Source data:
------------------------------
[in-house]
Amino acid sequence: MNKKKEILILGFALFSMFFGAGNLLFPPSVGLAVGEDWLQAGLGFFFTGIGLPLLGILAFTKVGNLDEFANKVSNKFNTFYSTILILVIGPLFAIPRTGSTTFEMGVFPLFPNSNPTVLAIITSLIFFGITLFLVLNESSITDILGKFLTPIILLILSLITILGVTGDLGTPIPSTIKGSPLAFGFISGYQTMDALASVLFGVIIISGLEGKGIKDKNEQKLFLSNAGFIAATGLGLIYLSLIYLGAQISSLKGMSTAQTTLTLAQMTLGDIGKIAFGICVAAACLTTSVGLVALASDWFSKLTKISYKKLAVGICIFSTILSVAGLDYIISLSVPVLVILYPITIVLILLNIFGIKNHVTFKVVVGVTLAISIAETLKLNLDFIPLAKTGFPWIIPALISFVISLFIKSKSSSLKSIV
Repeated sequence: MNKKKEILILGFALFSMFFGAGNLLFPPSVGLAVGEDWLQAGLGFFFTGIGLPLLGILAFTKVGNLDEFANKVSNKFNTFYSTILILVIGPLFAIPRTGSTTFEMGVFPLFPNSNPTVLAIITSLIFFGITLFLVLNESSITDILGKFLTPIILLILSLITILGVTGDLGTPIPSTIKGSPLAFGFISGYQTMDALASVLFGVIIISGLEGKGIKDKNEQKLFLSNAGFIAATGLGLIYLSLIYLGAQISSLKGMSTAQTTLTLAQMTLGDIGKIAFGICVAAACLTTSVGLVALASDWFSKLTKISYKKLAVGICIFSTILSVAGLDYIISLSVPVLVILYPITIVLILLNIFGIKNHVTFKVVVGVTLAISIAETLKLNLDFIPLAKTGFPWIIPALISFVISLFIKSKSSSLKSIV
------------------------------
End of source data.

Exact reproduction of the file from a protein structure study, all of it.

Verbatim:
[in-house]
Amino acid sequence: MNKKKEILILGFALFSMFFGAGNLLFPPSVGLAVGEDWLQAGLGFFFTGIGLPLLGILAFTKVGNLDEFANKVSNKFNTFYSTILILVIGPLFAIPRTGSTTFEMGVFPLFPNSNPTVLAIITSLIFFGITLFLVLNESSITDILGKFLTPIILLILSLITILGVTGDLGTPIPSTIKGSPLAFGFISGYQTMDALASVLFGVIIISGLEGKGIKDKNEQKLFLSNAGFIAATGLGLIYLSLIYLGAQISSLKGMSTAQTTLTLAQMTLGDIGKIAFGICVAAACLTTSVGLVALASDWFSKLTKISYKKLAVGICIFSTILSVAGLDYIISLSVPVLVILYPITIVLILLNIFGIKNHVTFKVVVGVTLAISIAETLKLNLDFIPLAKTGFPWIIPALISFVISLFIKSKSSSLKSIV
Repeated sequence: MNKKKEILILGFALFSMFFGAGNLLFPPSVGLAVGEDWLQAGLGFFFTGIGLPLLGILAFTKVGNLDEFANKVSNKFNTFYSTILILVIGPLFAIPRTGSTTFEMGVFPLFPNSNPTVLAIITSLIFFGITLFLVLNESSITDILGKFLTPIILLILSLITILGVTGDLGTPIPSTIKGSPLAFGFISGYQTMDALASVLFGVIIISGLEGKGIKDKNEQKLFLSNAGFIAATGLGLIYLSLIYLGAQISSLKGMSTAQTTLTLAQMTLGDIGKIAFGICVAAACLTTSVGLVALASDWFSKLTKISYKKLAVGICIFSTILSVAGLDYIISLSVPVLVILYPITIVLILLNIFGIKNHVTFKVVVGVTLAISIAETLKLNLDFIPLAKTGFPWIIPALISFVISLFIKSKSSSLKSIV